And then it fell apart.  Johann died in 1808. Maria struggled to maintain a profit. Investors seemed more reluctant and creditors more persistent to call time on their debts. Yet heartbreak mixed with financial agony did not break Maria. She pressed harder on her contacts, schmoozed with those she knew well, and, according to her pupils, flirted with those she didn’t.[7] President Jefferson even received a petition.[8]  Financial rescue evaded Maria and bankruptcy secured her imprisonment in Philadelphia’s debtors gaol. A distraught teenager, Maria’s daughter volunteered for internment alongside her mother. Their conditions were so squalid, however, that the younger Maria soon “lost her mind.” Caring for her manic daughter and petitioning false friends for help became Maria’s only pastime. She looked back on her life in America and denounced the United States as “an abode of misery, trouble, and afflictions of all kind.”[9]

Maria’s life continued to be extraordinary upon her release and return to an impoverished post-Napoleonic Europe. Her Vienna had vanished, her former life proved impossible to regain. She died in southern France in 1830, after fifteen years wandering itinerantly around the Mediterranean in search of employment and old friends. The sharp contrasts of Maria’s life, from Vienna to the frontier of the American Midwest, reminds us it was not always prosperous for even the most hardy souls who emigrated from Central Europe across the Atlantic.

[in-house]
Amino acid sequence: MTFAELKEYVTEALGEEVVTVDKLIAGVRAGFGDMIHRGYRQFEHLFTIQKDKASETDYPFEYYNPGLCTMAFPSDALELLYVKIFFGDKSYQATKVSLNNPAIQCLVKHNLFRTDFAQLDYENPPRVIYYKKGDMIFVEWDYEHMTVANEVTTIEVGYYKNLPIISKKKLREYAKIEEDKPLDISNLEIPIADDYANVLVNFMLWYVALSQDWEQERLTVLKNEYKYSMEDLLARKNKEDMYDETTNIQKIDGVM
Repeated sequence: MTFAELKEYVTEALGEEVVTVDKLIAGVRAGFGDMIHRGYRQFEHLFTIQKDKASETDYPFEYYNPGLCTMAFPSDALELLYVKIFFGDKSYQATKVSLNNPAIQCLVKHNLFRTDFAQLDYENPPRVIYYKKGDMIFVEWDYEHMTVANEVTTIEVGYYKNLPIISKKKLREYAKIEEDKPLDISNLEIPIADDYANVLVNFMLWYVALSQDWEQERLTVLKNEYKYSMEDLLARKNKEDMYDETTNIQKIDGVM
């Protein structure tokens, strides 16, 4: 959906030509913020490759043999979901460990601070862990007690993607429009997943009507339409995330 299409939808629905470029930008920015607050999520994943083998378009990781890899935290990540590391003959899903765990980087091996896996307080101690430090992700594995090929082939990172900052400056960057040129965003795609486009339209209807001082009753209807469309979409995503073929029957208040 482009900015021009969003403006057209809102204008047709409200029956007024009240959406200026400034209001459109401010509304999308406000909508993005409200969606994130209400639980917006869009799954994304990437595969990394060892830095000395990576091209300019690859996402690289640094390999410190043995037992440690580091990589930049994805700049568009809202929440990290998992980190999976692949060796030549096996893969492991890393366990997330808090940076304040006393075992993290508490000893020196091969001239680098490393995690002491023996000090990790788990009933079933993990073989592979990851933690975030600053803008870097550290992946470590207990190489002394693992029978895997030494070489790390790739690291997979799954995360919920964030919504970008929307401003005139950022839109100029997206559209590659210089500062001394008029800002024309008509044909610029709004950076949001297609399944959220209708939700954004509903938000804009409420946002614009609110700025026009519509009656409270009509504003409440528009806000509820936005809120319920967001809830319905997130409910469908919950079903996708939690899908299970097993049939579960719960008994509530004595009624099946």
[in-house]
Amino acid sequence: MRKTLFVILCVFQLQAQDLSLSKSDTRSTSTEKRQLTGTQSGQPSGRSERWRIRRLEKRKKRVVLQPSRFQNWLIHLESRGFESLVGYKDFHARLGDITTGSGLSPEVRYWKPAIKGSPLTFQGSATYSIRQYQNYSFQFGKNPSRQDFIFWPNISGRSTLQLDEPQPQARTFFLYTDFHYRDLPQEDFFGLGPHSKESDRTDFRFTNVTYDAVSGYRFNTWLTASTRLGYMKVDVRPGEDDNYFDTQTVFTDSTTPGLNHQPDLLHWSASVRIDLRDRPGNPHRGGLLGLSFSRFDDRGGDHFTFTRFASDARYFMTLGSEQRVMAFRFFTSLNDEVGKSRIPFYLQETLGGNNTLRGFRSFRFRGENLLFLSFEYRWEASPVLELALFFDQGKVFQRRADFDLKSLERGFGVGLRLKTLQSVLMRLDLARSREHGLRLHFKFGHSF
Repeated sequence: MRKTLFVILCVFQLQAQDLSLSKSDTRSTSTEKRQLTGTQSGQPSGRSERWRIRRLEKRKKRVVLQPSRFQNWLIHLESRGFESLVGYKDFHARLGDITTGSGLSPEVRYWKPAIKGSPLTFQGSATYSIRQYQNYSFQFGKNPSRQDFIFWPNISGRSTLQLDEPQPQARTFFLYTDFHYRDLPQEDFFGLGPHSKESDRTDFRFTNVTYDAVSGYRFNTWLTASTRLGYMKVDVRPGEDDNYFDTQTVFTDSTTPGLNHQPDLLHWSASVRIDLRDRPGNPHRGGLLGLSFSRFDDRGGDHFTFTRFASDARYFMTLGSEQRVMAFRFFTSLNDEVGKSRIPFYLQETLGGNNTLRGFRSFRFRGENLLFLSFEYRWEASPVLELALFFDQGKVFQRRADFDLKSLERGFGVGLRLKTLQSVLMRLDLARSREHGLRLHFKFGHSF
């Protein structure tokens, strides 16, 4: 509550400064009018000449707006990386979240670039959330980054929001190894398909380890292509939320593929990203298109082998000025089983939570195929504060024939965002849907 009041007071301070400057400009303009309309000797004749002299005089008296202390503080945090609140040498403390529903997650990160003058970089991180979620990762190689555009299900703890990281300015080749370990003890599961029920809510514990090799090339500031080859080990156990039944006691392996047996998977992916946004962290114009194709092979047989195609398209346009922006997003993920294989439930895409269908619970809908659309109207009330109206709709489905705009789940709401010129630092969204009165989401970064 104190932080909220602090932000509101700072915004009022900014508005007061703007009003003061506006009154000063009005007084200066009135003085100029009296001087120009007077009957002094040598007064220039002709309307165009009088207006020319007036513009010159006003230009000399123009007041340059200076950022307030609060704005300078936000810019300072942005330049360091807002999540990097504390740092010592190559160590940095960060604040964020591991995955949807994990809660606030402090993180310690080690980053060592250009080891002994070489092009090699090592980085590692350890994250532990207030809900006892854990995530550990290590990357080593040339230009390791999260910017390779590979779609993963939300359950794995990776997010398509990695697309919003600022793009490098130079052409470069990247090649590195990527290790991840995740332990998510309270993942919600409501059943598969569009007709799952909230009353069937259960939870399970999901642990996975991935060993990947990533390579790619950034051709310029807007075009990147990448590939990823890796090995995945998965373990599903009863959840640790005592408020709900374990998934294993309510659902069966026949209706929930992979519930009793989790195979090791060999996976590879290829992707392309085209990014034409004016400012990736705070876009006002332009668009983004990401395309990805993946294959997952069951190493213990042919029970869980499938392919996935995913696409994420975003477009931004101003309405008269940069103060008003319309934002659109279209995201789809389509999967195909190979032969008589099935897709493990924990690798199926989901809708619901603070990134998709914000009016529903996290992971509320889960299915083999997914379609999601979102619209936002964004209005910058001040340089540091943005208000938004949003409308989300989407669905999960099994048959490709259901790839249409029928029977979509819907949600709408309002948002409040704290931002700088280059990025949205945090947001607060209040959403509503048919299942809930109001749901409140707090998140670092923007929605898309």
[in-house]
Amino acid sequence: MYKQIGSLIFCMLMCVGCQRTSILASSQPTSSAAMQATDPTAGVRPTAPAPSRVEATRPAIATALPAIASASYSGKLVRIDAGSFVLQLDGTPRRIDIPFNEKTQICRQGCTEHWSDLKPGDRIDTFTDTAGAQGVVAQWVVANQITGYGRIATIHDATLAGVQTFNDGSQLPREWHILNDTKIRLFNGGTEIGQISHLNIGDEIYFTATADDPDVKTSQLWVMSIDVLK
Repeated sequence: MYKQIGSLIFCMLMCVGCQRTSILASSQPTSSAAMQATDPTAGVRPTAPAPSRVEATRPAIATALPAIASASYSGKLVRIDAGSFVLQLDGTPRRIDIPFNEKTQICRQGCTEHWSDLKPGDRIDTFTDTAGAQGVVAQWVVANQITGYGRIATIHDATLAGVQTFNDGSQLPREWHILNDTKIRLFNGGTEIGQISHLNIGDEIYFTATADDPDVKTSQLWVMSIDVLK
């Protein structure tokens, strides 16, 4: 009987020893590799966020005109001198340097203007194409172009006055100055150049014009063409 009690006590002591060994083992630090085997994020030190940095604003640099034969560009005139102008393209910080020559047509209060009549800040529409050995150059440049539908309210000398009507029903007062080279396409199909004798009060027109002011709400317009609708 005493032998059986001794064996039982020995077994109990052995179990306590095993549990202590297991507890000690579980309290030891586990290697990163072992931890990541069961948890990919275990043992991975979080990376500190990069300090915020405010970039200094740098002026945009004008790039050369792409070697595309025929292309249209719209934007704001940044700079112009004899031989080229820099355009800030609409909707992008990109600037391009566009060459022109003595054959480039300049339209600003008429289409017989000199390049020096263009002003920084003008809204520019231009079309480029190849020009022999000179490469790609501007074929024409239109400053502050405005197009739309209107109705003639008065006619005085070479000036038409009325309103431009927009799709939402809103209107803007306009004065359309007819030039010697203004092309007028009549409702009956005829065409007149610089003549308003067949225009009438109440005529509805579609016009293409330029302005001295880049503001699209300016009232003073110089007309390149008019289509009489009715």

Jonathan Singerton is a specialist on the early connections between the Habsburg Monarchy and North America. He recently completed his PhD entitled ‘Empires on the Edge – The Habsburg Monarchy and the American Revolution 1763-1789’ at the University of Edinburgh. He is currently a Plaschka Fellow at the Institute for Modern and Contemporary History at the Austria Academy of Sciences, Vienna.


[1] ‘Die Mauerfreude’ K. 471 (1785):

[2] Edith Rosenstrauch-Königsberg, Zirkel und Zentren: Aufsätze zur Aufklärung in Österreich am Ende des 18. Jahrhunderts (Vienna: Deuticke Verlag, 1992), 67.

[3] “So kam das Trennen doch noch allen | Als wie dein Vater von Metallen | Das reine Silber scheiden kann” by Leopold Friedrich Günter von Goeckingk (1748-1828).

[4] New York Genealogical and Biographical Record, Vol. 123, 211-212.